Black hair salons and barbershops are hubs of culture. With hairstyling as a backdrop, gossip, politics, and good fun can happen at the drop of a hairpin.Words of support and “real talk” float through the air as clients are groomed and preened, giving each other advice and a shoulder to cry on. Trey Anthony, an award-winning playwright, wrote her Da Kink in My Hair about these experiences for the stage in 2001 which then became a 26 episode TV show between 2007-2009.
Novelette, or Letty (Ordena Stephens), is the owner of a Black hair salon in the vibrant Eglinton West neighbourhood of Toronto, known for its strong Jamaican and Caribbean ties. She’s raising a teenage son, Dre (Daniyah Ysrayl/Conroy Stewart), who is new to Canada after coming over with Letty’s free and breezy sister Joy (Trey Anthony) from Jamaica. They are of a typical immigration story of one relative creating a base for their family in Canada, and the adjustment is difficult for everyone. They have to conform to North American standards but soon learn the ropes from the parade of customers.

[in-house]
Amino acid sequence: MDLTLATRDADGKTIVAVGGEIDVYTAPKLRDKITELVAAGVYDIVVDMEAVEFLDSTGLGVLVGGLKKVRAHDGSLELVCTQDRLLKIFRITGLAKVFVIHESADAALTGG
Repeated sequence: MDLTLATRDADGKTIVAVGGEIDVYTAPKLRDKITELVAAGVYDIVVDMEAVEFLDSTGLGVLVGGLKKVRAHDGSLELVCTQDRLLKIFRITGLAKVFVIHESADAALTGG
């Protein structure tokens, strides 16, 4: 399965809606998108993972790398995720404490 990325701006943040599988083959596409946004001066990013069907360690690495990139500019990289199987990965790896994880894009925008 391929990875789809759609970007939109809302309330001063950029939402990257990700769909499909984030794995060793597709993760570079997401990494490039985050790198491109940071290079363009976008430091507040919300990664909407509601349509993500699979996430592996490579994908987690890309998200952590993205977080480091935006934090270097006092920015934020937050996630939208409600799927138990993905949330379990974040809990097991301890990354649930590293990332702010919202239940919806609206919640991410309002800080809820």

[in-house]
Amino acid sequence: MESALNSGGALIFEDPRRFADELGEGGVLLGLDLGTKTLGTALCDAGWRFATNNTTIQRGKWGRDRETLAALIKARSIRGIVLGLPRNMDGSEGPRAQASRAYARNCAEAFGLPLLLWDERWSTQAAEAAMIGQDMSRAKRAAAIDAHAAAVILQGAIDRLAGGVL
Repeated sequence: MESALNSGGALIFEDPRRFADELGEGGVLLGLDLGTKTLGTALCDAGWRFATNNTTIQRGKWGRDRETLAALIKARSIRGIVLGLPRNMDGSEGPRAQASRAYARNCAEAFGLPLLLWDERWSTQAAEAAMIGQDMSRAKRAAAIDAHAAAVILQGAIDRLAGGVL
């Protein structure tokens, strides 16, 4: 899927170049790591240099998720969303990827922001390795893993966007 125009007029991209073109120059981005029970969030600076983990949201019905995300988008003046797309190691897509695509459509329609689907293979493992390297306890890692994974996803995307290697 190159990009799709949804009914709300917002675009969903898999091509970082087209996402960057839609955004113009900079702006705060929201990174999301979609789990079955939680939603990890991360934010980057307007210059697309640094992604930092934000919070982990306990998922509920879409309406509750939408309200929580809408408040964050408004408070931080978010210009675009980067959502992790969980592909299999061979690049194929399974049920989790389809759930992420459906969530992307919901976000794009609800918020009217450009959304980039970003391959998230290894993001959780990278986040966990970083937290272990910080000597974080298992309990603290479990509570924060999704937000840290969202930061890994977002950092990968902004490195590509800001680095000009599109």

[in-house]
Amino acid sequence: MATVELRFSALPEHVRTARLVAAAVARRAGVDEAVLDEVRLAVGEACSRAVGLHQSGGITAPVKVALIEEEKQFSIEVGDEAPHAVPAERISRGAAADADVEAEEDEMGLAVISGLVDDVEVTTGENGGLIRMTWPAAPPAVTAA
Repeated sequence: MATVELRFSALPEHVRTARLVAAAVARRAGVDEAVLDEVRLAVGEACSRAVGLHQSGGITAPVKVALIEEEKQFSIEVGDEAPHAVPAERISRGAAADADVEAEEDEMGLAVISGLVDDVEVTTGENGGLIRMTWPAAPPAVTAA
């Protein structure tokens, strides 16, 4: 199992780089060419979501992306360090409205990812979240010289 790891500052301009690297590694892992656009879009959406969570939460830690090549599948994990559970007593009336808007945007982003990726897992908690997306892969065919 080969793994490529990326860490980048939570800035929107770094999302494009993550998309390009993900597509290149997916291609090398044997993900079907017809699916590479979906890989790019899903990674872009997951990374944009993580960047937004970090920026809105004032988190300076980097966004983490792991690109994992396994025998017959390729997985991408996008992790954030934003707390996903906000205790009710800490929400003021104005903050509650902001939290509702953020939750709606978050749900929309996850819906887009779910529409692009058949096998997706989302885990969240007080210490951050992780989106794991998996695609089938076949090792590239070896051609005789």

Her staff includes Nigel (Richard Fagon), the suave lady’s man and Starr (Ngozi Paul), the new and eager hairstylist adopted by a white family. Along with Joy, they toss quips and drama around as Letty tries to run a business. She is the calm in this Caribbean storm and has a magic touch, sensing her clients’ struggles as she runs her hands through their strands and shapes their appearance to help them find the confidence to face their issues of identity.
Da Kink in My Hair is uniquely Jamaican with reggae beats and exuberant MC interjections instead of a laugh track. Local Black Canadian talent graces the show with guest appearances by Jully Black, Keisha Chante, Stephen Amell, Rapper Michie Mee, and music by Jarvis Church too. It’s a slice of the Caribbean that’s fun, heartfelt and a big part of Black Canadian culture.